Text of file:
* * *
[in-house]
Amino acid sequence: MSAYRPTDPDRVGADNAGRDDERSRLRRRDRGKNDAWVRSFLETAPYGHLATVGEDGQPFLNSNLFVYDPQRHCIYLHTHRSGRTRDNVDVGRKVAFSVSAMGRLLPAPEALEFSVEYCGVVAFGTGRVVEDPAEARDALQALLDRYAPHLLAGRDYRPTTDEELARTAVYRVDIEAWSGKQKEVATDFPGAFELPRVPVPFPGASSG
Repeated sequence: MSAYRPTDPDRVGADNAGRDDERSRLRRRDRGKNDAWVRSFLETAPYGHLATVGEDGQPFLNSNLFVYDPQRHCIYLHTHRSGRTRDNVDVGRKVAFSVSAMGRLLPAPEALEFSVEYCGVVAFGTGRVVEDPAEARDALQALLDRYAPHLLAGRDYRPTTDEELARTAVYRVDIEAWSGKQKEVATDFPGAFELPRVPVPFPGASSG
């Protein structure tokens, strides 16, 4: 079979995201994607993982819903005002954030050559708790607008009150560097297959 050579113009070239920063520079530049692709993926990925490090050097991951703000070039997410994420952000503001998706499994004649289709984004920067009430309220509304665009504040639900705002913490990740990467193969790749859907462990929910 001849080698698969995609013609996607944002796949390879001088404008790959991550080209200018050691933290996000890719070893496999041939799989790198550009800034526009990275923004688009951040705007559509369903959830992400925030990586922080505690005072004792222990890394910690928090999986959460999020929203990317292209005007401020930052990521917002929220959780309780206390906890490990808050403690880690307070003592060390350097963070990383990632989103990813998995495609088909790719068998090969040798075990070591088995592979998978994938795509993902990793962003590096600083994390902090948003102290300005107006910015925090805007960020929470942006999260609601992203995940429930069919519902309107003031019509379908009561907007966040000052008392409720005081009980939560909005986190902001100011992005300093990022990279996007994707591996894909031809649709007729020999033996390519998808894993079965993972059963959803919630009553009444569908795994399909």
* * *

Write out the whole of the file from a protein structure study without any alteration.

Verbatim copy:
[in-house]
Amino acid sequence: MSAYRPTDPDRVGADNAGRDDERSRLRRRDRGKNDAWVRSFLETAPYGHLATVGEDGQPFLNSNLFVYDPQRHCIYLHTHRSGRTRDNVDVGRKVAFSVSAMGRLLPAPEALEFSVEYCGVVAFGTGRVVEDPAEARDALQALLDRYAPHLLAGRDYRPTTDEELARTAVYRVDIEAWSGKQKEVATDFPGAFELPRVPVPFPGASSG
Repeated sequence: MSAYRPTDPDRVGADNAGRDDERSRLRRRDRGKNDAWVRSFLETAPYGHLATVGEDGQPFLNSNLFVYDPQRHCIYLHTHRSGRTRDNVDVGRKVAFSVSAMGRLLPAPEALEFSVEYCGVVAFGTGRVVEDPAEARDALQALLDRYAPHLLAGRDYRPTTDEELARTAVYRVDIEAWSGKQKEVATDFPGAFELPRVPVPFPGASSG
């Protein structure tokens, strides 16, 4: 079979995201994607993982819903005002954030050559708790607008009150560097297959 050579113009070239920063520079530049692709993926990925490090050097991951703000070039997410994420952000503001998706499994004649289709984004920067009430309220509304665009504040639900705002913490990740990467193969790749859907462990929910 001849080698698969995609013609996607944002796949390879001088404008790959991550080209200018050691933290996000890719070893496999041939799989790198550009800034526009990275923004688009951040705007559509369903959830992400925030990586922080505690005072004792222990890394910690928090999986959460999020929203990317292209005007401020930052990521917002929220959780309780206390906890490990808050403690880690307070003592060390350097963070990383990632989103990813998995495609088909790719068998090969040798075990070591088995592979998978994938795509993902990793962003590096600083994390902090948003102290300005107006910015925090805007960020929470942006999260609601992203995940429930069919519902309107003031019509379908009561907007966040000052008392409720005081009980939560909005986190902001100011992005300093990022990279996007994707591996894909031809649709007729020999033996390519998808894993079965993972059963959803919630009553009444569908795994399909």